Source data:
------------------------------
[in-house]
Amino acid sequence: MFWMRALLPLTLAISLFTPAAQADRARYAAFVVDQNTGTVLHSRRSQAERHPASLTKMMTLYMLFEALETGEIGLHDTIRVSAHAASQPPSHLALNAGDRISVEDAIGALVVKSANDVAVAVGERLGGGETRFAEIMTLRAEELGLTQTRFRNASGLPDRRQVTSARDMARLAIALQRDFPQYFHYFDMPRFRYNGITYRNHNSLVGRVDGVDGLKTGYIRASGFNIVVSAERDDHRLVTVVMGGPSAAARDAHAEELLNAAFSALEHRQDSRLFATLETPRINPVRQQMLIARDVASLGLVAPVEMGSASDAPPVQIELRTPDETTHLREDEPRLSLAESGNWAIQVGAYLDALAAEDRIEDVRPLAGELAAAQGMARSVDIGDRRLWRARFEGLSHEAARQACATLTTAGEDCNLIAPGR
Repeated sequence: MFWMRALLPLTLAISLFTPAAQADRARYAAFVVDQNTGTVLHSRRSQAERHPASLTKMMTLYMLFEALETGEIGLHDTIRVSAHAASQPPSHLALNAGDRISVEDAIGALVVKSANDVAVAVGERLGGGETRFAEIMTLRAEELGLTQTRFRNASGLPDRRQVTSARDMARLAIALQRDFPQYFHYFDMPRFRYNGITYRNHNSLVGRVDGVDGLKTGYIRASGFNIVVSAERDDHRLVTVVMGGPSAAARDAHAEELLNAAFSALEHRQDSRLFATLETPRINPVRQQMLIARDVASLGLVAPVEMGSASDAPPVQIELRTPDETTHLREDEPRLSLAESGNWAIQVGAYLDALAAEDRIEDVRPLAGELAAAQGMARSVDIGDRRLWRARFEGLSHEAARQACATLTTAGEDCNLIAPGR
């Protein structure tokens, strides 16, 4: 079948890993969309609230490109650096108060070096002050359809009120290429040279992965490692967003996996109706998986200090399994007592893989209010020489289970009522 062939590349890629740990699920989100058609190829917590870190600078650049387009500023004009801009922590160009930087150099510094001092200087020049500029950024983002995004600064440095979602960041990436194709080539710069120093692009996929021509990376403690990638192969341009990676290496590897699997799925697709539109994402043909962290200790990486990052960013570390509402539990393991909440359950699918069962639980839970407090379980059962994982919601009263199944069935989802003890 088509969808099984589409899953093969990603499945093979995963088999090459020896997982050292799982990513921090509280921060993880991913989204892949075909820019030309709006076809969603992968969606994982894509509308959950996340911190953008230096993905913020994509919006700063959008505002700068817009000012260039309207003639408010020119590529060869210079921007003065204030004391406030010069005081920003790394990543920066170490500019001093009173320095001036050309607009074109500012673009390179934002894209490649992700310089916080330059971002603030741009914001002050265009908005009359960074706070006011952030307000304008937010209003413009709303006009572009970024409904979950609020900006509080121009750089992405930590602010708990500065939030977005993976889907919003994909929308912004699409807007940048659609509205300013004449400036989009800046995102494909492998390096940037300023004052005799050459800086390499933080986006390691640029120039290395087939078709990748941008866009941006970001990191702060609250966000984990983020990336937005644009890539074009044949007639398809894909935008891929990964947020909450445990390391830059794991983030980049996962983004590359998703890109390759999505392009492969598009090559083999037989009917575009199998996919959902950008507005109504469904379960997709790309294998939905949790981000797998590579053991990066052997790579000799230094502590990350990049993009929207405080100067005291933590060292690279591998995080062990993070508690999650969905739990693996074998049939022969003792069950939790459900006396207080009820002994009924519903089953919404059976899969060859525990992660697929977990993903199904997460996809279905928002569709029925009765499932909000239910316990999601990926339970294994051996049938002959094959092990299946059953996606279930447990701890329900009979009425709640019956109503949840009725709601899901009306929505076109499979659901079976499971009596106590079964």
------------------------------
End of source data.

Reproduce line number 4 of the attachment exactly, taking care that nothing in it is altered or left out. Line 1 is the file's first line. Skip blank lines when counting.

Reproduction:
């Protein structure tokens, strides 16, 4: 079948890993969309609230490109650096108060070096002050359809009120290429040279992965490692967003996996109706998986200090399994007592893989209010020489289970009522 062939590349890629740990699920989100058609190829917590870190600078650049387009500023004009801009922590160009930087150099510094001092200087020049500029950024983002995004600064440095979602960041990436194709080539710069120093692009996929021509990376403690990638192969341009990676290496590897699997799925697709539109994402043909962290200790990486990052960013570390509402539990393991909440359950699918069962639980839970407090379980059962994982919601009263199944069935989802003890 088509969808099984589409899953093969990603499945093979995963088999090459020896997982050292799982990513921090509280921060993880991913989204892949075909820019030309709006076809969603992968969606994982894509509308959950996340911190953008230096993905913020994509919006700063959008505002700068817009000012260039309207003639408010020119590529060869210079921007003065204030004391406030010069005081920003790394990543920066170490500019001093009173320095001036050309607009074109500012673009390179934002894209490649992700310089916080330059971002603030741009914001002050265009908005009359960074706070006011952030307000304008937010209003413009709303006009572009970024409904979950609020900006509080121009750089992405930590602010708990500065939030977005993976889907919003994909929308912004699409807007940048659609509205300013004449400036989009800046995102494909492998390096940037300023004052005799050459800086390499933080986006390691640029120039290395087939078709990748941008866009941006970001990191702060609250966000984990983020990336937005644009890539074009044949007639398809894909935008891929990964947020909450445990390391830059794991983030980049996962983004590359998703890109390759999505392009492969598009090559083999037989009917575009199998996919959902950008507005109504469904379960997709790309294998939905949790981000797998590579053991990066052997790579000799230094502590990350990049993009929207405080100067005291933590060292690279591998995080062990993070508690999650969905739990693996074998049939022969003792069950939790459900006396207080009820002994009924519903089953919404059976899969060859525990992660697929977990993903199904997460996809279905928002569709029925009765499932909000239910316990999601990926339970294994051996049938002959094959092990299946059953996606279930447990701890329900009979009425709640019956109503949840009725709601899901009306929505076109499979659901079976499971009596106590079964």